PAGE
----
I Liked What I Saw, But I Didn’t Learn Anything
Charisma and blended learning are not enough. Your training requires substance and operational excellence to train a new concept.
Driving In Maryland
Autumn was here; the days were getting colder and shorter. Maryland’s colorful fall foliage was at its peak that mid-October day. It may have been one of the most spectacular landscapes he had ever seen amidst the yellow, orange, and red trees that lined the beautiful winding road. “Halloween is just around the corner,” Logan thought to himself as he drove past a sign reading, “Ghost Tours and Haunted Attractions.” Along the way, another sign read, “Pumpkin Spice Cookies, Hot Apple Cider.” He was on his way to a three-day convention. He was in a hurry and didn’t want to miss the keynote address. He planned to meet colleagues there to discuss how they might better teach the company’s required annual training at the beginning of next year.
The Keynote Address Was Engaging
Robert gave the opening address; he climbed the ranks of the industry because of his confidence and commanding presence with people. With a personality larger than life, he wooed and wowed all the attendees as he spoke. He was admired for his magnetic personality, use of buzz words and jargon, and ability to get others to agree with him. His uncanny ability to captivate and inspire an audience was remarkable. Conventional wisdom in our group attributed his success to his oratory skills and his eloquence in conveying his message of inspiration. While on stage, he also used a wide variety of teaching techniques. Logan had to admit that he felt entertained by Robert’s talk.
But What Did You Learn?
Thirty minutes later he met Jeff, Debbie, and Jes. They missed the keynote speaker and were just in time for the first breakout session. “Hey, where were you guys?” Logan asked.
“We saw a sign for cookies and cider. They had these cute Halloween cookies that were to die for!” said Jes.
“I saw that sign,” Logan exclaimed. “Thanks for inviting me,” he teased.
“How was the convention opening speech?” asked Debbie. “And, what did you learn?” she continued.
“Well, I can’t say that I learned anything. But I did feel entertained.” Logan tried to be polite and gracious talking about the convention. He respected its promoters.
“So you saw Robert’s tricks, while we stopped for treats!” said Jeff.” His comment was abrasive. Jeff was feeling differently about the convention openers and said that they lacked substance. He focused on learning and not on the entertainment value of some of the recent training seminars and workshops he had attended. He just wanted to get to the breakout session as soon as possible. Jeff was more interested in training that would cause a behavioral change in his employees. He was responsible for the safety of people and regulatory excellence in the manufacturing business and took training seriously.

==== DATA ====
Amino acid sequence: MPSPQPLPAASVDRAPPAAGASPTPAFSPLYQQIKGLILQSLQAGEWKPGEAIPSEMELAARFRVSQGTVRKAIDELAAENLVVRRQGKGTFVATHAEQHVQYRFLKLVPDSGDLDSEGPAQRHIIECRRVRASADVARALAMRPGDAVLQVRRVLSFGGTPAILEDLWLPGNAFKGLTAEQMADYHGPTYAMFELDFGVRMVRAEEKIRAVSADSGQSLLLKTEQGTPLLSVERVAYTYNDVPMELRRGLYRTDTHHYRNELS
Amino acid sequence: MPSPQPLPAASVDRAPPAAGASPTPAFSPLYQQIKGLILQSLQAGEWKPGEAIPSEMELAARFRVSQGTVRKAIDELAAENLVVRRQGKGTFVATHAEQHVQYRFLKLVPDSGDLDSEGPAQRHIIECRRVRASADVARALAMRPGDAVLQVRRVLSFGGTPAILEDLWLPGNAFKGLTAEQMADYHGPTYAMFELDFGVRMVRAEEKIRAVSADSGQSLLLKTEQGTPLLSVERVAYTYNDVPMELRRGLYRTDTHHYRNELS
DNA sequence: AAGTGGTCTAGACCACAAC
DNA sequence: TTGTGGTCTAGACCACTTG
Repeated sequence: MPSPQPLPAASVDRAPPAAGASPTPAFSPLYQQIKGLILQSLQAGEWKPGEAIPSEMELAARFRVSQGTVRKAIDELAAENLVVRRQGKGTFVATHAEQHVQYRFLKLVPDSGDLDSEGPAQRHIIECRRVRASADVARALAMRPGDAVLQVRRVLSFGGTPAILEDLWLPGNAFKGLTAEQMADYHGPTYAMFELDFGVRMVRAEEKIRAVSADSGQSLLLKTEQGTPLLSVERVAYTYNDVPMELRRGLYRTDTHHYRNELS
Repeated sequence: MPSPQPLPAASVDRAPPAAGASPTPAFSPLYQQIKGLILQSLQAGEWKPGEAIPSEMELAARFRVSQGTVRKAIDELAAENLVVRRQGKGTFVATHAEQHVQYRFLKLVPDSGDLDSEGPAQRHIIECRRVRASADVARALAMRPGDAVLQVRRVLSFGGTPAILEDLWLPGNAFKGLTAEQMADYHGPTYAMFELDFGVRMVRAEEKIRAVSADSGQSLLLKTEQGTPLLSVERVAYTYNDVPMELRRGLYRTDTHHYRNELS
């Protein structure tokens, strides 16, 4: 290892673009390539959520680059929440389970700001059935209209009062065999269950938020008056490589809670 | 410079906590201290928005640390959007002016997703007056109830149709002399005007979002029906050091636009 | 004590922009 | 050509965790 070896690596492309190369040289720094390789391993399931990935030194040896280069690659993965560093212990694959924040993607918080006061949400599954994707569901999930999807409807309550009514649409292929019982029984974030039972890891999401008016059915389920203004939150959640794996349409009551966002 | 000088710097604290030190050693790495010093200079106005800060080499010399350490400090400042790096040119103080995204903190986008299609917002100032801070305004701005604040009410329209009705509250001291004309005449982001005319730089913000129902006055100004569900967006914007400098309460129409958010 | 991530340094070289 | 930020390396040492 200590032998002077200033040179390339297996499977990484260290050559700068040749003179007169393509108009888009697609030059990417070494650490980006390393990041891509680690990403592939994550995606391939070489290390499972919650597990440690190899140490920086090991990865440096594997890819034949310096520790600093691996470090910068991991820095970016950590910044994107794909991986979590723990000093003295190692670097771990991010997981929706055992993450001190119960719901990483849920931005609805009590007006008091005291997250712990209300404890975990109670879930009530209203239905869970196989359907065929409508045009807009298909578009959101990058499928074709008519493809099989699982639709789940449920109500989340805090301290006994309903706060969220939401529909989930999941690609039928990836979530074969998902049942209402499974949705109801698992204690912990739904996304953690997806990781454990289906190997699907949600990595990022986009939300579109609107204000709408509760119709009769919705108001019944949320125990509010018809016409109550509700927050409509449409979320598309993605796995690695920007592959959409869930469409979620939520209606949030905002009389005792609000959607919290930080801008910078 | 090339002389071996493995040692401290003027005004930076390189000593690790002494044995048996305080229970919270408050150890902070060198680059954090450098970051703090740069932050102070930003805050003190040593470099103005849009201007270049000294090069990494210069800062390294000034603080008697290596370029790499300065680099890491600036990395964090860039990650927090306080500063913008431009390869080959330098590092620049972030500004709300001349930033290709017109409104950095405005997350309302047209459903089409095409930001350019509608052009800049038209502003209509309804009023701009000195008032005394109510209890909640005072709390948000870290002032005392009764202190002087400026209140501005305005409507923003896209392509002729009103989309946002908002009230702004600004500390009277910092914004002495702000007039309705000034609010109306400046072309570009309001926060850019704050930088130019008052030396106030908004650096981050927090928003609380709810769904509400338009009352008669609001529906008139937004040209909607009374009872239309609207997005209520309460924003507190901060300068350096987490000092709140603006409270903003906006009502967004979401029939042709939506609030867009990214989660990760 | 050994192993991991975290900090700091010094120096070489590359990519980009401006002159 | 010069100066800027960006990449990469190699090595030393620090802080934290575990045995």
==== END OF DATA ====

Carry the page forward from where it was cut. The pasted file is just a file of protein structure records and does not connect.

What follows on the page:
What Logan Learned About Learning (No Tricks, Just Treats)
Logan was distracted during the first breakout session. He pondered Jeff’s “trick-or-treat” statement over and over again in his mind. “It’s okay to be entertaining (like Robert) as long as I give my learners the treats (the learning tidbits),” he thought to himself. “They need training they can sink their teeth into.” He then spent the rest of the seminar writing new learning objectives for his upcoming courses. His colleagues thought that he was just taking notes.
The Value Of Edutainment And Learning Objectives
Entertainment in education (edutainment) has been around for many years. The foremost authorities on the subject know the value of making training fun, experiential, and more engaging. Gamification, demonstrations, storytelling, case studies, lectures, videos, infographics, badging, scenarios, immersive learning, and eLearning, all help with learner retention. I’m a huge fan of this type of training.
Learning objectives are also important. A carefully written statement with specific, measurable outcomes is what also leads to training success. Among other things, learning objectives should be:
- Written with an outcome in mind
Operational Excellence And Training New Concepts
In manufacturing, operational excellence embraces leadership and problem-solving as two of the key components to continuous improvement. Continuous improvement takes an established process and looks for better ways to improve production. It also looks for ways to keep employees safe in several potentially dangerous environments.
To improve any process, clear and specific objectives must be identified, stated, and understood. Additionally, key personnel must know who is trusted with the responsibility to improve, maintain, and track a given set of tasks. Next, tools are needed to accomplish those tasks. Finally, training, communicating, implementing, and measuring must occur. These are just a few of the actionable insights needed for making required training more impactful, and to make sure that training protects human life.
More meaningful training can improve production processes, eliminate waste, streamline operations, and help make better products faster at a lower cost.